Dog-tired of training?

Training is an important incentive but, as Jane Dudman warns, too many courses can send staff barking mad

Training is an important incentive but, as Jane Dudman warns, too many courses can send staff barking mad

Dealing with employee stress is now a growth industry. Advice is available from all quarters about how to spot the signs of stress in the workforce. But in the rapidly-changing IT industry there may be one source of stress that is not yet being properly addressed: over-training.

Training is widely seen as an incentive for staff, reassuring them that their employer values them enough to keep their skills updated. This may be true for the majority of those working in IT, but what of the minority who feel under enormous pressure to attend training courses and see them not as career-enhancing but as a treadmill?

"People should feel they work for an organisation that supports them as human beings," comments Gary Homes, managing director of training firm Global Knowledge. "Workers who do not want skills upgraded should feel able to say no [as long as they can justify why] and feel their manager will support that decision, even if that support results in outplacement."

That may be fine in theory, but in practice resource management - especially of the labour force - is one of the biggest challenges for successful organisations.

Simon Mingay, vice-president of the Gartner Group and author of a recent paper entitled People: Strategies for Your Most Limited Resource, says managers should carefully balance the need for speed within a business against the need to retain intellectual capital. "Identifying whether someone has reached the limit of their capability to take new technologies or training on board is difficult and varies hugely from individual to individual," he comments. "Some people have a voracious ability to absorb and apply new information and there are many people in the IT industry with that ability. But for the less gifted, there is a point where learning new things requires application - they need to try things out. In fact, that reinforcement of the training is true for most people."

Although it is hard to generalise, Mingay believes there is a limit to what can be learned. "If an IT manager is sending a member of staff on IT courses covering very different areas more than three or four times a year, they are probably reaching the limits of that person's ability to apply what they are learning in any sensible way," he reckons. "There are some exceptions, but that would hold true for most people."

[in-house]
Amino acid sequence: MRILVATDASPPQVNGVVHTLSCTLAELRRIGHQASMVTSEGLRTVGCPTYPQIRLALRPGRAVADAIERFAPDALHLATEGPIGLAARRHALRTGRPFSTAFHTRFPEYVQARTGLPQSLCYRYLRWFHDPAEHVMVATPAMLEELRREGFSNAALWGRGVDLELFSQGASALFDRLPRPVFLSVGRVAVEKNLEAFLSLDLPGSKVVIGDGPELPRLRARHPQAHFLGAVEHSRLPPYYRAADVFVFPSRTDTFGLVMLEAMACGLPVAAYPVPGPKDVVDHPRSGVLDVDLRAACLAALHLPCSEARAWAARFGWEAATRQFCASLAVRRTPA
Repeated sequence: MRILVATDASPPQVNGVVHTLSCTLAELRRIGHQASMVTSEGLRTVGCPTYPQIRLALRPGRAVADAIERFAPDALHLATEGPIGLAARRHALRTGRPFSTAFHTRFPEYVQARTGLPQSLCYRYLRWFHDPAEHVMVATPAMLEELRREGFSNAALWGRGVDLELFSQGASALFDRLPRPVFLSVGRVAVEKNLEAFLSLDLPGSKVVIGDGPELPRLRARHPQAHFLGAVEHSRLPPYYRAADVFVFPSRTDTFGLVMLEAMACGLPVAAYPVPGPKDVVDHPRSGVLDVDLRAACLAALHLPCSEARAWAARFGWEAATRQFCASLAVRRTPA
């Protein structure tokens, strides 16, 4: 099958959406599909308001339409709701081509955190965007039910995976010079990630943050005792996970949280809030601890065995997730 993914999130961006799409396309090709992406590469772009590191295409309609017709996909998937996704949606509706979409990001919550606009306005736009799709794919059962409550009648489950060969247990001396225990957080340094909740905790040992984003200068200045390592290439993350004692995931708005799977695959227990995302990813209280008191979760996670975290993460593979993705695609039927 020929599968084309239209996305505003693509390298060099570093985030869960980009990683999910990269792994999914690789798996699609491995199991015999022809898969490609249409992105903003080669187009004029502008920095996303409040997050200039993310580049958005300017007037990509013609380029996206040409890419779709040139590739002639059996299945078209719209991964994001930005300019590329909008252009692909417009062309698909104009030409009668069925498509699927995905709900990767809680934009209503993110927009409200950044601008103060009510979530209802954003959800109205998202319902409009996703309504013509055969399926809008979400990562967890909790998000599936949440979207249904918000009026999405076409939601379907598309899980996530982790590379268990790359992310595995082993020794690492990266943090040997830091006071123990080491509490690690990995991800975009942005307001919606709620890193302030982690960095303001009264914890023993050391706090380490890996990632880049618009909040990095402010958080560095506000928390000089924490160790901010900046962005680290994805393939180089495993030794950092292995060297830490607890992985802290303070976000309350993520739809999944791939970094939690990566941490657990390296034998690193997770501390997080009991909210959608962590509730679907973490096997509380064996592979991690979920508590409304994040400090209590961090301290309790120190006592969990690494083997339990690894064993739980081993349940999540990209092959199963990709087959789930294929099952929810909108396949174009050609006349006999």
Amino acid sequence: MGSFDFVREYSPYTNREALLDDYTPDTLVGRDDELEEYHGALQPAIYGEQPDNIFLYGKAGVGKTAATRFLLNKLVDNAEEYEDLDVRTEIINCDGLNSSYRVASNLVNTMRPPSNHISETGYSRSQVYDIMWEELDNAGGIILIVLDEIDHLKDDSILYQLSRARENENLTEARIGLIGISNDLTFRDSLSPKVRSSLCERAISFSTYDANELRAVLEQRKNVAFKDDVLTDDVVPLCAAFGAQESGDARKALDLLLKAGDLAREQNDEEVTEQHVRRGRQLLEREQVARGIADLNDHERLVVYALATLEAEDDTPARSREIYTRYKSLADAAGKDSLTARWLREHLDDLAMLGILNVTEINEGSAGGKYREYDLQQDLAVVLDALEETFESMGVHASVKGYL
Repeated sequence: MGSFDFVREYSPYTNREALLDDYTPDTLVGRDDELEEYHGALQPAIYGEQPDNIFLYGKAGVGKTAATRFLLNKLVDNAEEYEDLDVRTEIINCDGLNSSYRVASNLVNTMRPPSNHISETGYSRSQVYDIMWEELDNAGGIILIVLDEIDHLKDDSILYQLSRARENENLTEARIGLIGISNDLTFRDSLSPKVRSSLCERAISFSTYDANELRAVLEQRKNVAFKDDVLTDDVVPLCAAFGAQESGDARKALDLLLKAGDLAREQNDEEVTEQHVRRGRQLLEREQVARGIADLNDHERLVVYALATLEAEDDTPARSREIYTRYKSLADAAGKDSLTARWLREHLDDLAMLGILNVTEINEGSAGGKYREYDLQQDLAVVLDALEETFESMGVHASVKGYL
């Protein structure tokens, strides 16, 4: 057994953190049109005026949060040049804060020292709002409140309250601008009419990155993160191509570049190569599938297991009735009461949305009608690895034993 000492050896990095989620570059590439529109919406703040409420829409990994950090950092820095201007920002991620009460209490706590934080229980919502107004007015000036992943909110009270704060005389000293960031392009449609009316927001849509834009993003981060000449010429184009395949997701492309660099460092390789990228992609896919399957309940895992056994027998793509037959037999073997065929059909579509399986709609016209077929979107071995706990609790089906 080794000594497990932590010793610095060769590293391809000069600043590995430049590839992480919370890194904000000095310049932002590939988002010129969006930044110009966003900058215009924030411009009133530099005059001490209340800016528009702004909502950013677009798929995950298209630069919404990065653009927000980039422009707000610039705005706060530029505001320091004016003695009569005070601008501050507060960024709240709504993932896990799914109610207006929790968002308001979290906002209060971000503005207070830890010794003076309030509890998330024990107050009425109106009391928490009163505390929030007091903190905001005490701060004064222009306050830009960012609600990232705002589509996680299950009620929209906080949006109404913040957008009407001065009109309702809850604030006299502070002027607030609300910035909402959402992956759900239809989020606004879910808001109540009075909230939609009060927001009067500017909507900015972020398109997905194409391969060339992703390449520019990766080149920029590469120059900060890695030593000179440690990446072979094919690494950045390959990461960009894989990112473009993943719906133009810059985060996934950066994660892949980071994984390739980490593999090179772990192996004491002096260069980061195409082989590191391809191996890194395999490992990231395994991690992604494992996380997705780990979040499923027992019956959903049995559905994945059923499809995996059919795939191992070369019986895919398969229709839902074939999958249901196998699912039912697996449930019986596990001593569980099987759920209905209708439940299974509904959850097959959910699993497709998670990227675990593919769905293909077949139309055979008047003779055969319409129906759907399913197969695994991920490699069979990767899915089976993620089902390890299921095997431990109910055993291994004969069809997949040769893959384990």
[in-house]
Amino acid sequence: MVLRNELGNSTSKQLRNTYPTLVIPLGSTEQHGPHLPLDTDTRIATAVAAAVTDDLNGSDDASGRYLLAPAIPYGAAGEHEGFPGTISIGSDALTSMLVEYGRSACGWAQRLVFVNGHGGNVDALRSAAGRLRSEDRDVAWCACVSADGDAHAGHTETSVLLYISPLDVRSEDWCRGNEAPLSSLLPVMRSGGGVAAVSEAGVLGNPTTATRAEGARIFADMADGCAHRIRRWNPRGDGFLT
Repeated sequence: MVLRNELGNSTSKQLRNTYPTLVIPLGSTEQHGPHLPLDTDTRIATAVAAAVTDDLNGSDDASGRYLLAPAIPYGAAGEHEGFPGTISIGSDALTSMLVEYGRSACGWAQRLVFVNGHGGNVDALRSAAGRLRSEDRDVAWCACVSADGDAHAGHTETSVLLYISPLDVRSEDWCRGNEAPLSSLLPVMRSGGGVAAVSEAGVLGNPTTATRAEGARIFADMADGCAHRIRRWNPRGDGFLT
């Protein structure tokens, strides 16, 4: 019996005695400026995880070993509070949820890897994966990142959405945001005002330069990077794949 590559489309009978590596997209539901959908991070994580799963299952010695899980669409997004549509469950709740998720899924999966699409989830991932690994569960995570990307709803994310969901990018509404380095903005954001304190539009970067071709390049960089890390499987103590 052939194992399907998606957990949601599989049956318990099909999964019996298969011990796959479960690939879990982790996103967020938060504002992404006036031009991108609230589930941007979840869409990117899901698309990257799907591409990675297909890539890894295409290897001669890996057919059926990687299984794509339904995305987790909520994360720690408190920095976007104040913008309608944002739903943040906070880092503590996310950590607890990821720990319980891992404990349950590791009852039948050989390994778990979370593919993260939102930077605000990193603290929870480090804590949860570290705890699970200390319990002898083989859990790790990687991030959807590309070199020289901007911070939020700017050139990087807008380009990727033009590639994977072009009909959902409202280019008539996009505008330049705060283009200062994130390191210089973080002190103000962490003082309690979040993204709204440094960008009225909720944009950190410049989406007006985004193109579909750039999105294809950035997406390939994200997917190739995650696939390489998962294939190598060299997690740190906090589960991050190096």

The fact that the IT industry is seen as so fast-moving - with individuals needing regular training in new products and areas - can disguise the difficulties some people may have in keeping up with the pace of change.

Training is seen almost universally as a major incentive for staff, and a benefit rather than as an overhead. Gartner puts training and career development at number five in its top 10 list of rewards and incentives for IT professionals. It says access to technology training is vital, but adds that IT professionals must also improve their business skills and behaviour competencies. As a benchmark, Gartner suggests that companies should be looking to spend roughly 5% of salary on an employee's training each year. This adds up to a fair bit of training, given the salaries on offer in much of the IT industry.

The usual objection to providing high levels of training for members of staff is that they end up being trained out of their existing jobs. That is a recurrent complaint from IT managers, who face demands for training from their staff, but know there are risks. As Mingay points out, "Sending people on training courses just because they want to know about the latest, greatest technology gives a short-term gain but long-term loss," he says. "When those individuals get back from the training, they expect to work on those areas. If that is not possible, their only choice is to move on."